Localized backlinks can be an excellent strategy for community financial institutions.

So, what exactly is a localized backlink? It’s pretty much what it sounds like — a way to maximize local SEO by building backlinks for location-specific search traffic in your geographic region. So think about sites that are popular and unique to the communities you serve. Not only is it an important part of a link-building strategy, but as you might imagine, it’s also a critical tool for community banks and credit unions. Localized backlinks:

  • Drive targeted, relevant local traffic to your website.

  • Help establish your brand as an authority and a trusted resource in your area.

  • Require outreach and communication which can help build relationships with other businesses in the area.

 

Ethical SEO vs unethical SEO

As in everything, there’s a right way and a wrong way. Link building is no different. If you’re looking for long-term effectiveness and performance results, you’ll want to structure your link-building strategy around Google’s webmaster guidelines.

An ethical link builder uses organic tactics to improve visibility in search engine results. They may take more time than “other” methods but are worth it in the long run. Ethical SEO link building techniques include things like:

  • Guest posting

  • Building online relationships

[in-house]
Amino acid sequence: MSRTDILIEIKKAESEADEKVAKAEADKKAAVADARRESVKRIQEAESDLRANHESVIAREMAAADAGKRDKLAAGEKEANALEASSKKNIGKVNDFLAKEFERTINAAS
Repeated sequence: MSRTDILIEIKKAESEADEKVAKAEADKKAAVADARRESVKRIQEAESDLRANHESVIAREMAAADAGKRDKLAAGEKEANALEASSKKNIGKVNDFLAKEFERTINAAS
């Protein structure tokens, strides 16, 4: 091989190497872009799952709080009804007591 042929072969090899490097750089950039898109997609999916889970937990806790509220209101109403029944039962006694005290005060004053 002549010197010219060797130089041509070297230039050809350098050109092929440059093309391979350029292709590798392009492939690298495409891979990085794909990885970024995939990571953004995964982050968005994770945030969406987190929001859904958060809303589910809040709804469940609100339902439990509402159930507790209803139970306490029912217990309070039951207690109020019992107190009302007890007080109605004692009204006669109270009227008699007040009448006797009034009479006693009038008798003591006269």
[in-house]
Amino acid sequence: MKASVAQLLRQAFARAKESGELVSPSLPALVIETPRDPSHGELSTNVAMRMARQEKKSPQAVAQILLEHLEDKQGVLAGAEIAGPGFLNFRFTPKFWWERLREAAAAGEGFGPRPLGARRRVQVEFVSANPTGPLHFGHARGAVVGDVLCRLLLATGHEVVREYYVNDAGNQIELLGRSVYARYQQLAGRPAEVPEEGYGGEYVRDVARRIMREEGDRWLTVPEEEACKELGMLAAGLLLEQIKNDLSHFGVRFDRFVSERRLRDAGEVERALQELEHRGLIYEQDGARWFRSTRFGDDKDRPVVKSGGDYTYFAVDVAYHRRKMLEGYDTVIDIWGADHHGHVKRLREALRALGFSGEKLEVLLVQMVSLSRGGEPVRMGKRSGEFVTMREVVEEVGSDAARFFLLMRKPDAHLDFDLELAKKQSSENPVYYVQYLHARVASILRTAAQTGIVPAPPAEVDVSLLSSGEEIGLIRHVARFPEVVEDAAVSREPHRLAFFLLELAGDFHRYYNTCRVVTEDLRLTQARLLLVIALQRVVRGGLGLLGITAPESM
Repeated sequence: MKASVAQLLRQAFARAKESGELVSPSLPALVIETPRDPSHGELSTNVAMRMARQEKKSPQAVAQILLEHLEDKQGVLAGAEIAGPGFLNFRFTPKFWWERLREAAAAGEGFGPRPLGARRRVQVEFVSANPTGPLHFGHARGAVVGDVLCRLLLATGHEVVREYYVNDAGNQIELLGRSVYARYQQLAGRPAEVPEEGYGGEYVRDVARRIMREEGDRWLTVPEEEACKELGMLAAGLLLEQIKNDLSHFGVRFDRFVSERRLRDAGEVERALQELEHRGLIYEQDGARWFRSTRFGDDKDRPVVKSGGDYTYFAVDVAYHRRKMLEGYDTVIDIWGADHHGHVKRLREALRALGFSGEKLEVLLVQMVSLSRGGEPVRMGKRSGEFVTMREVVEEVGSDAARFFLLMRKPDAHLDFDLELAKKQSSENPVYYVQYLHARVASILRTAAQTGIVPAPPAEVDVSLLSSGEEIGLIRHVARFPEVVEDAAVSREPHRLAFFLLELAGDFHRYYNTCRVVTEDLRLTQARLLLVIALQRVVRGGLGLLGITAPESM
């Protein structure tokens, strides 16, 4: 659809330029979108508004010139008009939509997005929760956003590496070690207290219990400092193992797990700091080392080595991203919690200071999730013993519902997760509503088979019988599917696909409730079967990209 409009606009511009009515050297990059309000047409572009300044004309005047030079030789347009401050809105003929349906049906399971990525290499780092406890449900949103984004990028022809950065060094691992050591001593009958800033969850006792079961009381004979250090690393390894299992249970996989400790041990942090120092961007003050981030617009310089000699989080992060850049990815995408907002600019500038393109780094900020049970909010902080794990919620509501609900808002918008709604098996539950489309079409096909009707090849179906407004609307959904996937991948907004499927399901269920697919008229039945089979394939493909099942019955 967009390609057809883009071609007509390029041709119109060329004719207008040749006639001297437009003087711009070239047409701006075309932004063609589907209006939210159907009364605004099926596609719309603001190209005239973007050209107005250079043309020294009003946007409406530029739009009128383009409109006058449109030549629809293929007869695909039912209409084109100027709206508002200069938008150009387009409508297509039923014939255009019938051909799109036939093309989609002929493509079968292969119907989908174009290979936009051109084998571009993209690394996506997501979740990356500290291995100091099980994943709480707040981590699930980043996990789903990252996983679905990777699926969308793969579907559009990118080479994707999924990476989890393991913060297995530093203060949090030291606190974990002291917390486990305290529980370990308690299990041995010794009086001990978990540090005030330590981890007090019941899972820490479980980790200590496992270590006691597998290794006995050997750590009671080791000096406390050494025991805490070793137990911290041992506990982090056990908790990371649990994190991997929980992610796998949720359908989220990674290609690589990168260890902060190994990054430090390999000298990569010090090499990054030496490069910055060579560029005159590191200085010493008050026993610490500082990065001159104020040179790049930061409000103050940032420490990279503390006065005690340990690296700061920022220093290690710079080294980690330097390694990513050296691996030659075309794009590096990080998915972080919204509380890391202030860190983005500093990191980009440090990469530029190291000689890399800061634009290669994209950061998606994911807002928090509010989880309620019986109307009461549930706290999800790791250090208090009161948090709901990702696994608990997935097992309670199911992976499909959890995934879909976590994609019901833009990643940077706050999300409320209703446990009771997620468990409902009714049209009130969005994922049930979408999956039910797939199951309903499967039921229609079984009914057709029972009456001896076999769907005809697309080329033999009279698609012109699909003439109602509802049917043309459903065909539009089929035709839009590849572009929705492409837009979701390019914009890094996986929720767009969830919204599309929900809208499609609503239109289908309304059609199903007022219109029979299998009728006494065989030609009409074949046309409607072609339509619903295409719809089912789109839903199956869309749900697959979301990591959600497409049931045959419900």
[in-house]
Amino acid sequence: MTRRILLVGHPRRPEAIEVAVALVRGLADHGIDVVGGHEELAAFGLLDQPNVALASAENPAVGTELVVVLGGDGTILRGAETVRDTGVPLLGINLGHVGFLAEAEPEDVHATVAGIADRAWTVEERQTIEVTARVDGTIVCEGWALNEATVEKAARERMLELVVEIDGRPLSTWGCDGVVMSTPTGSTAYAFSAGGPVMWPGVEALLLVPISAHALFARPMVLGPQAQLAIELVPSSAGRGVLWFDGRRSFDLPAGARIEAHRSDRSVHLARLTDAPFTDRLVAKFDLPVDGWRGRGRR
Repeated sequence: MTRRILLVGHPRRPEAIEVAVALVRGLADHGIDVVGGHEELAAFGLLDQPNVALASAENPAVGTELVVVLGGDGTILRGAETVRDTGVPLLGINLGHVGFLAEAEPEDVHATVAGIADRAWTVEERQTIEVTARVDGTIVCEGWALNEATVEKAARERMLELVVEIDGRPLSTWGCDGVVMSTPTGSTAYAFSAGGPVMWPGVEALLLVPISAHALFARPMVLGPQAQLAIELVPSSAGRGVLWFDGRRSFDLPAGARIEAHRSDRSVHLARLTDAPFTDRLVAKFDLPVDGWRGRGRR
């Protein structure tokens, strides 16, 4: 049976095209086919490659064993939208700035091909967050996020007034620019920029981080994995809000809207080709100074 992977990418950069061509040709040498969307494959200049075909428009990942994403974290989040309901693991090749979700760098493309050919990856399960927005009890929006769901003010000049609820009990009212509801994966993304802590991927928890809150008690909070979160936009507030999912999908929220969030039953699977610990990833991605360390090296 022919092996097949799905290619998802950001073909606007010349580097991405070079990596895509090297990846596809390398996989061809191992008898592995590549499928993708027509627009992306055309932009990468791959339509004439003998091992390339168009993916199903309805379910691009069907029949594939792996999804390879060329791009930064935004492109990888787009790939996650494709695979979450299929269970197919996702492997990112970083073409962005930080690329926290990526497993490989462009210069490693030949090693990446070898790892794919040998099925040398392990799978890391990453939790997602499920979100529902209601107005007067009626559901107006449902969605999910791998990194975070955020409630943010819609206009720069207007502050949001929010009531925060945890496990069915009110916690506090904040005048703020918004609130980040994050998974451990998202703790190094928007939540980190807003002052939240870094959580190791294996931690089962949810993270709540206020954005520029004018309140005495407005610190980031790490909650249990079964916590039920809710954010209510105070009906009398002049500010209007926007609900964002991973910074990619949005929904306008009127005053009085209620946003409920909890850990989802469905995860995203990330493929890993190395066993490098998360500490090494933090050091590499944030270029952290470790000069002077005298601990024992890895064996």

• Using website directories and business listings

  • Creating infographics

  • Promoting your content

  • Commenting on authority blogs and blog posts

Unethical link building can not only hurt your credibility but can also put a major dent in rankings you’ve worked hard to achieve. Some of those techniques may include:

  • Hidden links

  • Link schemes

  • Doorway pages

  • Keyword stuffing

  • Automatically generated content

  • Abusing structured data or anchor text

  • Anything malicious or spammy

Driving organic traffic comes from a combination of things — strong content, solid technical SEO foundations, excellent on-page SEO, and a good user experience. However, adding link building to the mix is a powerful way to increase traffic and push your visibility to a new level.

 

Want to learn more about link building?

A great resource for learning about link building and backlinks is Moz’s The Beginner’s Guide to Link Building. Moz is an industry leader in SEO and one of Kasasa’s partners.

Fun tip: That link to The Beginner's Guide to Link Building is a perfect example of Moz receiving a contextual inbound link!

What’s Kasasa?

Kasasa® is an award-winning financial technology and marketing services company dedicated to helping both community financial institutions and consumers experience what it means to “Be Proud of Your Money.” We’re known for providing reward checking accounts consumers love, the first-ever loan with Take-Backs™, relationship-powered referral programs, and ongoing expert consulting services to community financial institutions.

By working exclusively with community banks and credit unions, Kasasa is helping to strengthen local economies across the nation, building a virtuous cycle of keeping consumers’ dollars where they can do the most good. Our mission is to power a network of financial institutions in all 50 states offering products and services that are clearly beneficial for the consumer and the institutions offering them.

For more information, please visit www.kasasa.com, or visit Twitter, Facebook, or LinkedIn.